Indonesia has rejected a request for an increase in beef import quotas, an industry group said Friday, urging the government to reconsider its beef sustainability push after prices in many parts of the country nearly doubled this week.
Indonesia slashed 2012 cattle and beef import quotas by as much as 62 per cent to stimulate domestic beef production and help reach an ambitious 2014 self-sufficiency target.
Domestic beef prices have spiked in parts of Java province as retailers struggle to find supplies after the government drive to boost self-sustainability by cutting imports backfired, a trade ministry official said this week.
The move has caused turmoil in domestic beef prices, said Sarman Simanjorang, chairman of trade body the Jakarta Beef Committee.
"That’s why we have to evaluate the policy," he added on the sidelines of a beef industry panel in the Indonesian capital. "We proposed that the government add 30,000 tonnes of beef import quotas, they refused it."
Beef prices in many parts of Java have climbed from 65,000-70,000 rupiah (US$6.75-$7.27) per kilogram to as much as 105,000 rupiah (US$10.91) per kg in recent weeks, deputy trade minister Bayu Krisnamurthi said Monday.
"The agriculture ministry argued that Indonesia has a beef surplus of 20,000 tonnes, which business people do not believe," added Simanjorang, whose group has more than 4,000 members, among them beef or cattle producers, importers, processing industries and retailers in the capital.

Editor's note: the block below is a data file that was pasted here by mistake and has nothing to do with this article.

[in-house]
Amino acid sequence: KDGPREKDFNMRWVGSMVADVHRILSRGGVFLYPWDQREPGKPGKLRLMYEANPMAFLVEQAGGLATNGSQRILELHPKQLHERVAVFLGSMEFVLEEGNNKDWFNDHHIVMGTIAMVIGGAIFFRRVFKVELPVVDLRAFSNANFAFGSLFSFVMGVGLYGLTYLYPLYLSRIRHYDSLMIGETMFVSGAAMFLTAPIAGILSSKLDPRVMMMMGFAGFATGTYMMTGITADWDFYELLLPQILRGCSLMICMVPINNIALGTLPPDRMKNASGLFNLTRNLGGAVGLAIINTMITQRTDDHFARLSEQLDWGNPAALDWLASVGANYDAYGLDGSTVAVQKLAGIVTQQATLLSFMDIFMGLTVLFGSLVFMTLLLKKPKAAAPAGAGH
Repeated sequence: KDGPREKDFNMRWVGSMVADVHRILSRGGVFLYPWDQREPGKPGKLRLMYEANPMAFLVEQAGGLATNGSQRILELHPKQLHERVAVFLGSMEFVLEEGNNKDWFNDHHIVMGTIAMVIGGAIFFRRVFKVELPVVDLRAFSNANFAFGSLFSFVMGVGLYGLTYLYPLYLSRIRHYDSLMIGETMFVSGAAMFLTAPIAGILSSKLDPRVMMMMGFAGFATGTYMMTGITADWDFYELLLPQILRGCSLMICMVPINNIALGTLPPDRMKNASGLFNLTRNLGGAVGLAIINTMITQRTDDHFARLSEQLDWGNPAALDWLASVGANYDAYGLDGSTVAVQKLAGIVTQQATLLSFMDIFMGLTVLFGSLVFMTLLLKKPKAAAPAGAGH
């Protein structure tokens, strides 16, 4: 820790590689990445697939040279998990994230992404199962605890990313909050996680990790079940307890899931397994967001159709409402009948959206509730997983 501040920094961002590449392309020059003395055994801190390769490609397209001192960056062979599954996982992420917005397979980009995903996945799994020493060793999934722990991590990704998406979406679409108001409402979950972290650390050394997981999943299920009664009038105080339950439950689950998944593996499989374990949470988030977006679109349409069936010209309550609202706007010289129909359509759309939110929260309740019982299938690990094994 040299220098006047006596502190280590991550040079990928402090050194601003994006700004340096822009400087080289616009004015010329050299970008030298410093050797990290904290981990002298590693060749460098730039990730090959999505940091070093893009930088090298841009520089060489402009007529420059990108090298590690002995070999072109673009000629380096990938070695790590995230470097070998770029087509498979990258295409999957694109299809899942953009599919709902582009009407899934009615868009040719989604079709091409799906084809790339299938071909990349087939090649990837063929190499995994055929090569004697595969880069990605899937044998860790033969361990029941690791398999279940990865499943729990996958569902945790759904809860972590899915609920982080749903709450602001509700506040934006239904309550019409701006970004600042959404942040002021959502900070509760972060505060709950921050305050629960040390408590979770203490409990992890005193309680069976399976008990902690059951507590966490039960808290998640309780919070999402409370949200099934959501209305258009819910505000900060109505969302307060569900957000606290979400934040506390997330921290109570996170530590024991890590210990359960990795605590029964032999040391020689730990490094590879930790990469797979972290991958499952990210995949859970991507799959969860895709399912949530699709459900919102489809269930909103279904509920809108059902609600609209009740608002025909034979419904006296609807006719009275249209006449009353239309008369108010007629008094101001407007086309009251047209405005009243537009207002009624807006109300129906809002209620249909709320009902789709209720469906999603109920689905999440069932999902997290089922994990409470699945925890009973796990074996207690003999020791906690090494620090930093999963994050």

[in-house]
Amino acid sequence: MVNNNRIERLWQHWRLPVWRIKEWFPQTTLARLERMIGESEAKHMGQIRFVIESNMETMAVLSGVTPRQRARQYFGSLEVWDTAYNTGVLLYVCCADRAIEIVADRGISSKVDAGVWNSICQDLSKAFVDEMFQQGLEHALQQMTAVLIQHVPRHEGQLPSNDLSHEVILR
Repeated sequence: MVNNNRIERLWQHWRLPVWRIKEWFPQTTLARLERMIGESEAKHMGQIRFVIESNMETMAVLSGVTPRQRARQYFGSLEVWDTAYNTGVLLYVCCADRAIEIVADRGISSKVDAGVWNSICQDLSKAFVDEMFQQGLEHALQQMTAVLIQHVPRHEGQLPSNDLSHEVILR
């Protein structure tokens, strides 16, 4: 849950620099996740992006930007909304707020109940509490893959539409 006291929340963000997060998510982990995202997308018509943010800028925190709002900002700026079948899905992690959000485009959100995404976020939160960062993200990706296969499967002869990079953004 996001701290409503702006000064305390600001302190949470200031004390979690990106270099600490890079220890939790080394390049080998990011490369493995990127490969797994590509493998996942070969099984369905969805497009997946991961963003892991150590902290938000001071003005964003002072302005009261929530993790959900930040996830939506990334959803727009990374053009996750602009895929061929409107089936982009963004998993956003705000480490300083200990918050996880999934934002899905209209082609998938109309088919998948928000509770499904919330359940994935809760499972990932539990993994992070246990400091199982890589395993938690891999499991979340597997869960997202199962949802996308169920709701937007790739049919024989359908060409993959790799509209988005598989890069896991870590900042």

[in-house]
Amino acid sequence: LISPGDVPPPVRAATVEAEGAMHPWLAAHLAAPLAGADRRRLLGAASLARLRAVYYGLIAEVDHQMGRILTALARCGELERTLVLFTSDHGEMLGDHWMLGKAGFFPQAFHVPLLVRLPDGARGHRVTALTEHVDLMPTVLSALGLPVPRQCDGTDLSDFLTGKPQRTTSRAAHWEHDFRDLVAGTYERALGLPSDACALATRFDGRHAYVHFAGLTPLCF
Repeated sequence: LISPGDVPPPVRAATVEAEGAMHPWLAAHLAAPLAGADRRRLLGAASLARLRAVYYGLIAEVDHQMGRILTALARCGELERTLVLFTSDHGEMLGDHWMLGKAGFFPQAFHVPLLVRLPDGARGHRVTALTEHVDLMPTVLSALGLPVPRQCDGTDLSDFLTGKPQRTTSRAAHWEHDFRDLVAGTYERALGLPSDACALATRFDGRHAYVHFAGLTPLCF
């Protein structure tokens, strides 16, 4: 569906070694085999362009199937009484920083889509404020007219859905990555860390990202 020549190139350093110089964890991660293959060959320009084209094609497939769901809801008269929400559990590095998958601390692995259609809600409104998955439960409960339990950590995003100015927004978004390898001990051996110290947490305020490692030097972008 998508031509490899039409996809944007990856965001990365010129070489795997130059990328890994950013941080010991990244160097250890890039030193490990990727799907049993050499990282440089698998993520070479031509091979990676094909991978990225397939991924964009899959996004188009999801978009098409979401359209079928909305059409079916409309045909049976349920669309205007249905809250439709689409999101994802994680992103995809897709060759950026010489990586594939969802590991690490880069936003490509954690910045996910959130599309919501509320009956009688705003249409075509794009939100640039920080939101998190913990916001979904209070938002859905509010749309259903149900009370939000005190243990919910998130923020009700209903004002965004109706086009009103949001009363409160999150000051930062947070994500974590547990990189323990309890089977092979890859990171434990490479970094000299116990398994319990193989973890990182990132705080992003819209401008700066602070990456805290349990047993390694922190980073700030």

Other areas also hit by the shortage, said to be caused by cattle supply problems from East Java, West Java, Central Java, Lampung and Jakarta, include Bogor, Depok, Tangerang and Bekasi.
Beef producing provinces were refusing to send cattle to be slaughtered in Jakarta, so to ensure supplies for themselves, Simanjorang added.
Indonesia consumed about 430,000 tonnes of beef in 2011 and this is estimated to rise by about 13 per cent this year, as the growing affluence of its population of 240 million boosts consumption.
Beef consumption next year is likely to rise to 550,000 tonnes, said Joni Liano, executive director of the Indonesian Feedlot Association (Apfindo), while domestic supplies are seen at only 432,000 tonnes.
The archipelago’s beef and cattle imports come mostly from Australia, New Zealand and Canada.
In an effort to combat rising food prices earlier this year, Indonesia said it planned to expand the job of national rice procurement agency Bulog, to include other food items, including beef.
Southeast Asia’s largest economy issued import quotas for 90,000 tonnes of beef and 600,000 live cattle in 2011.
— Reporting for Reuters by Yayat Supriatna, writing by Michael Taylor.